The future of the travel and tourism industry will be shaped by a range of disruptive themes, with virtual reality (VR) being one of the themes that will have a significant impact on lodging companies.
VR is a technology that immerses the user in an entirely artificial world, which has the illusion of reality. The market remains heavily gaming-oriented, but VR is gaining traction in areas such as social media and live streaming. Consumer-focused VR companies are striving for a semi-mythical killer app that would make VR a mainstream hit. Meanwhile, VR headset makers are increasingly exploring growth among enterprises.
In the past, VR was perceived as a gimmick within the travel and tourism industry, but a combination of technological advancements and macroeconomic impacts (such as Covid-19) have meant that VR is now becoming an important part of marketing strategies, the experience economy, employee training, and sustainability. The technology will continue to lose its reputation as a gimmick as younger generations that are more familiar with this technology (such as Gen Z) continue to grow in importance as a consumer segment.
However, not all companies are equal when it comes to their capabilities and investments in the key themes that matter most to their industry. Understanding how companies are positioned and ranked in the most important themes can be a key leading indicator of their future earnings potential and relative competitive position.
According to GlobalData’s thematic research report, Virtual Reality in Travel and Tourism, leading adopters include: Marriott International, Hyatt Hotels, Hilton Worldwide Holdings, Whitbread and Best Western.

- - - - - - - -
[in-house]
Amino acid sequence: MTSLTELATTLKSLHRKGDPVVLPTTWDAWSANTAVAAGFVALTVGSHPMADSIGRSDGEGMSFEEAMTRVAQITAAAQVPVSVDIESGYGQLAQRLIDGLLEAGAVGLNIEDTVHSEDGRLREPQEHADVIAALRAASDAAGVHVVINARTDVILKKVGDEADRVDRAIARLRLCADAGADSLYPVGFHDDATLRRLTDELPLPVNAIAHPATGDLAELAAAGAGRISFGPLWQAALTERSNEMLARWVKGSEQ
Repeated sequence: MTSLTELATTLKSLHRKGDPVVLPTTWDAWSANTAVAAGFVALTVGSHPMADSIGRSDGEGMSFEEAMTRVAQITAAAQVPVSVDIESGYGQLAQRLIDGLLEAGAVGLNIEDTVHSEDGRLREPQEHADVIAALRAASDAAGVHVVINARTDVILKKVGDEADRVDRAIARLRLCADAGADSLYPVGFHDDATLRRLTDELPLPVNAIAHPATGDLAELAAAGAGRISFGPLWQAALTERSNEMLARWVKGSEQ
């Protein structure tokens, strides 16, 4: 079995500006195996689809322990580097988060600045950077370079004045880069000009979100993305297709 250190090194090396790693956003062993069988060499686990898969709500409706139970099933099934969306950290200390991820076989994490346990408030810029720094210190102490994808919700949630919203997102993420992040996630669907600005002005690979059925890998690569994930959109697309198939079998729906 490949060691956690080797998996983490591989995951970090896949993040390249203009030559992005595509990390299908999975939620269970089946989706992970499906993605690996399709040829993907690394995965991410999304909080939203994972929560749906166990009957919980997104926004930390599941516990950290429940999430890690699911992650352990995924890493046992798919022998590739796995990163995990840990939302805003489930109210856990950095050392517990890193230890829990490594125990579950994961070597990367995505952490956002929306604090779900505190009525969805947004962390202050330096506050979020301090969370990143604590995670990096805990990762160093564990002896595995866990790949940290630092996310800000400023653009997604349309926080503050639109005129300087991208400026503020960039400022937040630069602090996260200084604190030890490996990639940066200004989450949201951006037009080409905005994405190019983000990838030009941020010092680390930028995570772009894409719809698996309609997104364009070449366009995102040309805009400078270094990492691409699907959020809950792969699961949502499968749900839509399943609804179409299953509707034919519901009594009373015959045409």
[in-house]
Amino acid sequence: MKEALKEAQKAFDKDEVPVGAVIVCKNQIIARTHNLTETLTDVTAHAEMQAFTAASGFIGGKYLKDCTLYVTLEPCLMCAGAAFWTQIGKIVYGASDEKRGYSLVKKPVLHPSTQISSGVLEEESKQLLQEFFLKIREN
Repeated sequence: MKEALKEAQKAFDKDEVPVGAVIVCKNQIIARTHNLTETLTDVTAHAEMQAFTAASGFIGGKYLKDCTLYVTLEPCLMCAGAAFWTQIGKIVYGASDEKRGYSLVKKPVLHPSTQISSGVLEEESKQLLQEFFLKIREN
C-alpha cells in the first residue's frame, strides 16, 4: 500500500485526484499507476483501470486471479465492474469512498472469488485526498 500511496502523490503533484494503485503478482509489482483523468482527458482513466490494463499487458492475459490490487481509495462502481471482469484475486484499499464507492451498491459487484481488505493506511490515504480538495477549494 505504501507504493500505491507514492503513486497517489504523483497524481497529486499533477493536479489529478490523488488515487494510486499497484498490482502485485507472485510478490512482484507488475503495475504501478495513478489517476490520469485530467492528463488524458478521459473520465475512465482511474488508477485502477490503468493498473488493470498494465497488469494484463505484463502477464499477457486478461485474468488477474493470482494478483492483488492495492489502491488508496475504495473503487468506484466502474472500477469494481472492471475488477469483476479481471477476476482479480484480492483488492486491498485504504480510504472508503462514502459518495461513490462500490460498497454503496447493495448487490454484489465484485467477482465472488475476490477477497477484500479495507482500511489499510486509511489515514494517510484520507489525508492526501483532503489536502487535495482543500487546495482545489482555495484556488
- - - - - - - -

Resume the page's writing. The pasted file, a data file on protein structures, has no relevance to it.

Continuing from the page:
Insights from top ranked companies
Best Western Hotels & Resorts partnered with Mursion, a virtual training platform that allows front-desk employees to practice interpersonal skills, which results in improved customer service. The training programme allows these employees to provide service to a virtual guest that sounds and acts like a real customer. For example, during the encounter, the guest may ask the employee awkward questions, like asking for a discount. This means that employees will be better prepared for situations that could lead to a negative guest experience. Additionally, Fast Company named Best Western as one of the top ten most innovative companies in VR/AR. The company was recognised for its ‘Best Western Virtual Reality Experience’, which uses VR to reinvent the way guests view and shop for hotels; and its ‘I Care Every Guest Every Time’ employee training solution.
Hilton developed a VR experience for its corporate employees, which allowed them to undertake duties that are usually performed by hotel workers, such as virtually cleaning rooms or servicing guests. Hilton designed this VR training experience to give corporate offices a vivid insight into the daily challenges hospitality workers face so that they can support them better and become more empathetic to their feedback. The company also uses Connect Training’s C-Live platform, which provides VR training to its staff worldwide. It helps Hilton deliver live, real-time interactive training to its employees, replacing the need to hire traditional trainers.
Hyatt has used VR and gaming to attract young people potentially looking for career opportunities in the hospitality industry, through its community-hiring programme RiseHY. To give them a sense of what it would be like working in a hotel, Hyatt worked with a vendor to build a VR app, called YouVisit, where potential employees take virtual guided tours of a hotel, see what workers do, and learn what may be required of different roles.
To further understand the key themes and technologies disrupting the travel and tourism industry, access GlobalData’s latest thematic research report on Virtual Reality in Travel and Tourism.
- Four Seasons
- Wyndham Hotels & Resorts
- Mandarin Oriental
- Huazhu Group
- Shanghai Jin Jiang
- Travelodge Hotels